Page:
"Day in day-out I can give intensity, said junior Thomas Clayton. I can be that guy that can get everyone excited, and also get excited and play well myself."

Overall, in the spring drills of all the positions it seems Coach Snyder is most pleased with the competitive spirit, and intensity shown by the running backs as the coaching staff waits for one of them to step up.

"It's remained very competitive said Snyder, I've seen some very positive things from virtually all of them. I think that's one of those spots where they have performed in an acceptable fashion, but no one has just jumped out there and made some great plays and said 'I'm the guy.' I'm hoping, like I am with many other positions, that that takes place."

Last season saw an offensive line that never seemed to have the unit integrity or play together as a unit that is the calling card of a great O-Line. For the running game to be effective, improved play along the line is paramount – and that's no big secret. There can't be just a little improvement, but some drastically improved play game in and game out. Cohesion is usually a buzz word thrown out to describe O-Line play and in this case there must be evidence on a game by game basis that this unit is coming together and playing together.

Many times last year there simply were not holes for Darren to run through and there currently is no one that has stepped up to clearly take the role as a starter. Past that, there seemingly is no one with the experience and abilities that Darren brought to the table either. To date, The O-line has not yet shown the staff the cohesion they seek but to that end, they have made strides in that area throughout Spring drills. The offensive line is currently a work in progress and will take time to learn to play together as one unit. Youth and replacing experienced starters are concerns at this point.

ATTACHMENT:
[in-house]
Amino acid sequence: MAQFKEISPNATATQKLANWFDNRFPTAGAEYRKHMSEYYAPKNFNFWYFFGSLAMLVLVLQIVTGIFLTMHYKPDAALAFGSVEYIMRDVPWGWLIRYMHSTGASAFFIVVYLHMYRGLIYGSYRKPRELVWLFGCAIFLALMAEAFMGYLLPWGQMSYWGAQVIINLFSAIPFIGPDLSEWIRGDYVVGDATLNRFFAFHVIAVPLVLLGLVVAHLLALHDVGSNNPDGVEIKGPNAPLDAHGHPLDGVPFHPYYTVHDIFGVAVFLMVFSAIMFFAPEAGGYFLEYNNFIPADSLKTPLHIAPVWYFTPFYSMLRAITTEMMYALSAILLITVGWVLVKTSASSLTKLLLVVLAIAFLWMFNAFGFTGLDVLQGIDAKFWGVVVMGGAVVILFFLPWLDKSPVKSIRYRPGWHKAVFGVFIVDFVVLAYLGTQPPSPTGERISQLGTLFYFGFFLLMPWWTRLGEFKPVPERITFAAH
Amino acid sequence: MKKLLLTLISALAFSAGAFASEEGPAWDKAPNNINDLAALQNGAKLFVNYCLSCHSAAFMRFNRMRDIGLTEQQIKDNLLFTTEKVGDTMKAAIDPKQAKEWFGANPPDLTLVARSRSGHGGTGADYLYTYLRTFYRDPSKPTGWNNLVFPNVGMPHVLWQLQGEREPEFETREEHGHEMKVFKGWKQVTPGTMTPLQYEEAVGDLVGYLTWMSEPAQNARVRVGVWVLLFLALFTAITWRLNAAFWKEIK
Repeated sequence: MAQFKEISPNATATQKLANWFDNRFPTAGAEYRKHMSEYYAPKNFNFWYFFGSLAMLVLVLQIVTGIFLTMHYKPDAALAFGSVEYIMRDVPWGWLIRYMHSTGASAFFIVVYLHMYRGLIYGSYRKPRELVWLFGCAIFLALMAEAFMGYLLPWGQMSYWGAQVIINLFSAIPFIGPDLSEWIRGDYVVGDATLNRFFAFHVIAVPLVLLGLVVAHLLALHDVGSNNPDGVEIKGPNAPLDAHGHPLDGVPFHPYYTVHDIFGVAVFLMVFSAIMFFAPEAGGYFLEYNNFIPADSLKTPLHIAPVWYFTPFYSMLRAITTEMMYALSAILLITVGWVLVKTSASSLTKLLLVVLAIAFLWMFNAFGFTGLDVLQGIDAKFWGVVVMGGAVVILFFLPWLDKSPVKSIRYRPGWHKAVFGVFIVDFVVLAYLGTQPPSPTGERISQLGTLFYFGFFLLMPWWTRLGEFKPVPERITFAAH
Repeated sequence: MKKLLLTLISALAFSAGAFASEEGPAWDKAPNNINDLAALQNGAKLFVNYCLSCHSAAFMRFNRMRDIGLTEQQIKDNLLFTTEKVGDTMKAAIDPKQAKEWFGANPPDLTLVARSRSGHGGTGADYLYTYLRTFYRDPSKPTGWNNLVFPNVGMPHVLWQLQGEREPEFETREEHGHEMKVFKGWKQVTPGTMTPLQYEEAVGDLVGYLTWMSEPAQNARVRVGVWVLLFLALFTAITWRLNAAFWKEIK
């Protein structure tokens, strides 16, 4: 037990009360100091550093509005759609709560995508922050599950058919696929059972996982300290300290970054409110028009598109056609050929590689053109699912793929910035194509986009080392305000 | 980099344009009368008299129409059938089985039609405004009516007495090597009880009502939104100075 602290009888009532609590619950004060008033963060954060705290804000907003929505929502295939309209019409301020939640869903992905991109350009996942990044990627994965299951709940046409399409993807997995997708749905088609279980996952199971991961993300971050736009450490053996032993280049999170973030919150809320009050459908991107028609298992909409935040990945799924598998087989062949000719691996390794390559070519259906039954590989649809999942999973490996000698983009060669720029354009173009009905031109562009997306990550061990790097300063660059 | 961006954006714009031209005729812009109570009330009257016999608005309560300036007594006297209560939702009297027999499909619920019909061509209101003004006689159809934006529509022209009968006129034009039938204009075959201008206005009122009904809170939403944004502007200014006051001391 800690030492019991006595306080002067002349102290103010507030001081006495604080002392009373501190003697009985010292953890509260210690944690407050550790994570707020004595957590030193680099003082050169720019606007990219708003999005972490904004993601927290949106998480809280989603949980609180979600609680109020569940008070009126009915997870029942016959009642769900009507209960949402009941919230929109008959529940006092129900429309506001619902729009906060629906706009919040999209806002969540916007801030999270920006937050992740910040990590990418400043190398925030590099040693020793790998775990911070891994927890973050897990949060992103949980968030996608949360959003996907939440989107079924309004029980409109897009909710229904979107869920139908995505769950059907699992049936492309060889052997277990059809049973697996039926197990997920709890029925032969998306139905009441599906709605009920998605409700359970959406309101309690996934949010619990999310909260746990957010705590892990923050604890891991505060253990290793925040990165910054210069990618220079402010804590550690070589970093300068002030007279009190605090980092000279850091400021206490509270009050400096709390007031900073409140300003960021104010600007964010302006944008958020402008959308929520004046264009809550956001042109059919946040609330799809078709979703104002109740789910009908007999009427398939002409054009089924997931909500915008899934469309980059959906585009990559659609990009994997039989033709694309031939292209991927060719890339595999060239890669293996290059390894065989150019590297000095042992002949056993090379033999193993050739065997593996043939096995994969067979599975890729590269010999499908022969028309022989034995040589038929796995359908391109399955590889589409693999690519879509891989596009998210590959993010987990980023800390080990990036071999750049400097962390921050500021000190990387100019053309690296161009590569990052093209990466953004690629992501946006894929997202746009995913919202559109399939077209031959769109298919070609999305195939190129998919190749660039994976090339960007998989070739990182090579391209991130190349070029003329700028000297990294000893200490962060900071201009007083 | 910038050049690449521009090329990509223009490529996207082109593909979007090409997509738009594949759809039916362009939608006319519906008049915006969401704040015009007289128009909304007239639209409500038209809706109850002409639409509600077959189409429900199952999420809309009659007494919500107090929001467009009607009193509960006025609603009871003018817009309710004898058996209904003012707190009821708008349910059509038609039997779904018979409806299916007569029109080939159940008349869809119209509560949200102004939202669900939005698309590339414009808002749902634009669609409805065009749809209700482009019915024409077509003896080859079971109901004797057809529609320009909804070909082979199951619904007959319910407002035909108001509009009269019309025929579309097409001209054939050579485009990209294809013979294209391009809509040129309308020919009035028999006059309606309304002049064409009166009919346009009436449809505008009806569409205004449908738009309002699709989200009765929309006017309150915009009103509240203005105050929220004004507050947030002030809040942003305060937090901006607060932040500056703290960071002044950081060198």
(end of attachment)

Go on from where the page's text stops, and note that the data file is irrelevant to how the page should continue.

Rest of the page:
"I think the thing that's holding us back is that there are four freshmen that don't totally understand the offense, said Senior offensive lineman Jeromey Clary . If you don't fully understand what you're doing, you are kind of hesitant to ask. Your instincts aren't as sharp until you learn the offense and get that down. I think once they get that down they are talented enough athletes that we will be at the caliber of five seniors."

The running back battle will be one of the most interesting and competitive in camp this season. Who will step up and not only contribute on the field but take a leadership roll? Losing Darren takes a large amount of production for the Wildcat offense off the table- but the cupboard is far from bare.

The Spring game showed glimpses of the future and there will be those players who will be relegated to support positions rather then starter and to my mind there is not any one player thus far who has stepped up and clearly taken over the spot. Clayton looks at this point to be the best bet in terms of taking over at running back but given some time, some of the younger players will adjust and challenge. Again, no one will replace Darren in the backfield, but the pieces are in place for the Cats to put together the power running game that Coach Snyder covets.

With the quarterback position still a little shaky with the status of Dylan Meier in question, the running game must come alive in order to provide balance. This offense must have the ability to both run and pass to avoid defenses loading up to force the Cats into becoming one-dimensional. In the end, the Spring game only provide bits and pieces of the solution at the position. But make no bones, the running back position could be The position that determines the success of this year's Kansas State football team.